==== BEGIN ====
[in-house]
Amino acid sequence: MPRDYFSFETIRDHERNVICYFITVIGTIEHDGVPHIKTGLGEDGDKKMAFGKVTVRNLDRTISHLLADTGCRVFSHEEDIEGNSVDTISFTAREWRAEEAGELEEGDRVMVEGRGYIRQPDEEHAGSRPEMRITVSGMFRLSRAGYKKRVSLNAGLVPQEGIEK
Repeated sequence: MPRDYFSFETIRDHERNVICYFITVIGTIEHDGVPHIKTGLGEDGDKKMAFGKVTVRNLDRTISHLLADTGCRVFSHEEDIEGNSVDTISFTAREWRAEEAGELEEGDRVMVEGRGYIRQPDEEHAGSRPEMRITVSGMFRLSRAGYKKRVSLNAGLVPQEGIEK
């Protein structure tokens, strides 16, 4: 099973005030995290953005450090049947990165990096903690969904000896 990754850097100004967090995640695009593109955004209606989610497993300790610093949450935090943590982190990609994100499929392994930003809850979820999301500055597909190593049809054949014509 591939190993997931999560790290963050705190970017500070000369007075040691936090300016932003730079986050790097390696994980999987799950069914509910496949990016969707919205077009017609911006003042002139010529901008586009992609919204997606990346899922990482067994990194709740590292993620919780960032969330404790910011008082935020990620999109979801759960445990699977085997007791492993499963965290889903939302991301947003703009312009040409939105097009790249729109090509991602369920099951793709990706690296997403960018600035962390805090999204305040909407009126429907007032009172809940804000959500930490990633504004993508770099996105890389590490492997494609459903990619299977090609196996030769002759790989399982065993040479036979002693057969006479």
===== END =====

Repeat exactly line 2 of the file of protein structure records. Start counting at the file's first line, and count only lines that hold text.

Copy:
Amino acid sequence: MPRDYFSFETIRDHERNVICYFITVIGTIEHDGVPHIKTGLGEDGDKKMAFGKVTVRNLDRTISHLLADTGCRVFSHEEDIEGNSVDTISFTAREWRAEEAGELEEGDRVMVEGRGYIRQPDEEHAGSRPEMRITVSGMFRLSRAGYKKRVSLNAGLVPQEGIEK